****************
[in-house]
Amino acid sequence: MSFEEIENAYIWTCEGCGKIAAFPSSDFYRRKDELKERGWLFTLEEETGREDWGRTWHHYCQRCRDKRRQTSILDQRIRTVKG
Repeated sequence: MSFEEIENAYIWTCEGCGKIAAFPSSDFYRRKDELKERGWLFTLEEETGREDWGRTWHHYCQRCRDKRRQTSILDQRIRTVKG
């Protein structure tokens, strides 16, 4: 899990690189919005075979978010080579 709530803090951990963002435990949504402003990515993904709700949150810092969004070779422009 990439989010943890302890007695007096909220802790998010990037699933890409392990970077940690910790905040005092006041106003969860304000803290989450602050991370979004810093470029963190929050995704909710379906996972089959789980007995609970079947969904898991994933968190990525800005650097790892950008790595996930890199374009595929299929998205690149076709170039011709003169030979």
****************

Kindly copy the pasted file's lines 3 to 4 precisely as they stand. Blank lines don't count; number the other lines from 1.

Repeated sequence: MSFEEIENAYIWTCEGCGKIAAFPSSDFYRRKDELKERGWLFTLEEETGREDWGRTWHHYCQRCRDKRRQTSILDQRIRTVKG
């Protein structure tokens, strides 16, 4: 899990690189919005075979978010080579 709530803090951990963002435990949504402003990515993904709700949150810092969004070779422009 990439989010943890302890007695007096909220802790998010990037699933890409392990970077940690910790905040005092006041106003969860304000803290989450602050991370979004810093470029963190929050995704909710379906996972089959789980007995609970079947969904898991994933968190990525800005650097790892950008790595996930890199374009595929299929998205690149076709170039011709003169030979």